(xiii) Revenue Receipt v Capital Receipt:
Section 4 brings to charge tax on total income. Prima facie, in order to come within the scope of the charging provision, the receipt in question should normally be a revenue receipt. Capital receipts are normally exempt. However, certain capital receipts have been specifically included in the definition of income, some of which are:
(a) Income by way of capital gains [Section 45];
(b) Compensation for modification/termination of services [Section 17(3)(i)];
(c) Compensation or other payment due to or received by some specified person covered under section 28(ii)(a), (b), (c) and (d);
(d) any sum or a property received by any person from unrelated person(s) without consideration if the aggregate amount received or value of gift during the previous year exceeds ₹50,000.
(e) any sum of money received as an advance or otherwise in the course of negotiations for transfer of a capital asset, if,––
(a) such sum is forfeited; and
(b) the negotiations do not result in transfer of such capital asset.
(f) the fair market value of inventory referred to in section 28(via) i.e. if the inventory is converted into a capital asset.
On the other hand, there are certain receipts which are though revenue receipts but do not form part of total income.
(xiv) Income Received or Deemed to be Received in India [Section 7]
(1) Received in India:
Any income which is received in India, during the previous year by any assessee, is liable to tax in India, irrespective of the residential status of the assessee and the place of accrual of such income.
(2) Income Deemed to be Received in India [Section 7]:
The following incomes shall be deemed to be received in India in the previous year even in the absence of actual receipt:
(i) Contribution made by the employer to the recognized provident fund in excess of 12% of the salary of the employee;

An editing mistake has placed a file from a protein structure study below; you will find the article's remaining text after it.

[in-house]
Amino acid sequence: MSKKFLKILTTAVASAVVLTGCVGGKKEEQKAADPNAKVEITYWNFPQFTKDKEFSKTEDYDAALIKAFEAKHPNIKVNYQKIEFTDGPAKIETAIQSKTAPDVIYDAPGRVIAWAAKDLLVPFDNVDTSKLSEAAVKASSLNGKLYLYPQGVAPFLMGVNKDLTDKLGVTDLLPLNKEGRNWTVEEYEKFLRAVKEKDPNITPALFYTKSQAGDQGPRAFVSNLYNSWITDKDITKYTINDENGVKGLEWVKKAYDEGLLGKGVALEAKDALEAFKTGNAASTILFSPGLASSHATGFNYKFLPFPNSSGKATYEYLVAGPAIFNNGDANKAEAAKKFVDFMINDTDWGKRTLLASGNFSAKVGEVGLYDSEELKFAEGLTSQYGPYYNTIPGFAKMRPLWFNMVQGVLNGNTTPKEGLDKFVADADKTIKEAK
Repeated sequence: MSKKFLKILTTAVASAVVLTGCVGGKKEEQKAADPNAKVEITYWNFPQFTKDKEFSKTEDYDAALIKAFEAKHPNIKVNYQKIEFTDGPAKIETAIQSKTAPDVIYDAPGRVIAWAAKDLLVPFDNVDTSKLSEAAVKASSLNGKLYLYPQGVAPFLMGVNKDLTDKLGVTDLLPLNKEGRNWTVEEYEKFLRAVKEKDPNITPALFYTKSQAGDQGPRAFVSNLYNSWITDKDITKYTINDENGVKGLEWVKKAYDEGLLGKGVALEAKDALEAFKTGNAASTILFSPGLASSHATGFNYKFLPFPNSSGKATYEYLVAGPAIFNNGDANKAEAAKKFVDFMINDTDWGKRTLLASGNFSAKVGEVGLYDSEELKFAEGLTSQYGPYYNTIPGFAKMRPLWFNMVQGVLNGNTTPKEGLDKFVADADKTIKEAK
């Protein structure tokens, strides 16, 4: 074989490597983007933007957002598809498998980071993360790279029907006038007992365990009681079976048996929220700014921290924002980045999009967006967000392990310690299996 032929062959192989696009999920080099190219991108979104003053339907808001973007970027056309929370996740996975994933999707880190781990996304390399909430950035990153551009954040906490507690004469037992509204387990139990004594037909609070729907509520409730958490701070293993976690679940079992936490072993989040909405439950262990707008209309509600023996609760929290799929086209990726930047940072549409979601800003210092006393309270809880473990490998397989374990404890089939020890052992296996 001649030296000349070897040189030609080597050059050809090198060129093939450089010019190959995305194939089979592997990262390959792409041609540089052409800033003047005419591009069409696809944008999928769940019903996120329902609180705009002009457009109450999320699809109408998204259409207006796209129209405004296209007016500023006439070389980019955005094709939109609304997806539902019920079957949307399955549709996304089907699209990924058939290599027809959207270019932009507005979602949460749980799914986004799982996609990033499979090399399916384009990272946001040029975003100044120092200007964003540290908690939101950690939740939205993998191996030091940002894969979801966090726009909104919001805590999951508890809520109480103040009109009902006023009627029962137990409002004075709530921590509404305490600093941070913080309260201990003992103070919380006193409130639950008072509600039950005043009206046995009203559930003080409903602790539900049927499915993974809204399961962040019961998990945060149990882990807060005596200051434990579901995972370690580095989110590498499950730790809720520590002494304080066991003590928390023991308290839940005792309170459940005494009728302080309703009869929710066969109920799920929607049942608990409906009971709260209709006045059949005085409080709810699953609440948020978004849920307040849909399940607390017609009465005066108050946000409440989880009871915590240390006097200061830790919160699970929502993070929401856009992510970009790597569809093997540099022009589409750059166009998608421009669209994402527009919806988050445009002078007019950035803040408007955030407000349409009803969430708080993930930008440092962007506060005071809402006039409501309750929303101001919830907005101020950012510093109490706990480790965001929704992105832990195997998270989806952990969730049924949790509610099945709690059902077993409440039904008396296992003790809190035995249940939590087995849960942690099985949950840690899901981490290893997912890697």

(ii) Interest credited to the RPF of the employee which is in excess of 9.5% p.a.
(iii) Transfer balance from the unrecognized fund to a Recognised Provident Fund (It has been discussed in the Chapter on 'Income from Salaries');
(iv) The contribution made, by the Central Government or any other employer in the previous year, to the account of an employee under a notified contributory pension scheme referred to in section 80CCD.
(xv) Incomes which accrue or arise in India or are deemed to accrue or arise in India [Section 9]
(1) Accrue or arise in India:
'Accrue' means 'to arise or spring as a natural growth or result', to come by way of increase. 'Arising' means 'coming into existence or notice or presenting itself'. 'Accrue' connotes growth or accumulation with a tangible shape so as to be receivable. In a secondary sense, the two words together mean 'to become a present and enforceable right' and 'to become a present right of demand'.
Frequently, in the context of 'accrual' or 'arisal', the word 'earned' is used. The two are different concepts. A person may be said to have 'earned' his income in the sense that he has contributed to its production by rendering services or otherwise and the parenthood of the income can be traced to him. But in order that the income may be said to have 'accrued' to him, an additional element is necessary, that he must have created a debt in his favour.
(2) Incomes which are deemed to accrue or arise in India [Section 9]:
The following incomes shall be deemed to accrue or arise in India:
(a) Income from a business connection in India:
Any income which arises, directly or indirectly, from any activity or a business connection in India is deemed to be earned in India.
Business connections may be in several forms e.g. a branch office in India or an agent or an organization of a non-resident in India. Formation of a subsidiary company in India to carry on the business of the non-resident parent company would also be a business connection in India. Any profit of the non-resident which can be reasonably attributable to such part of operations carried out in India through business connections in India are deemed to be earned in India.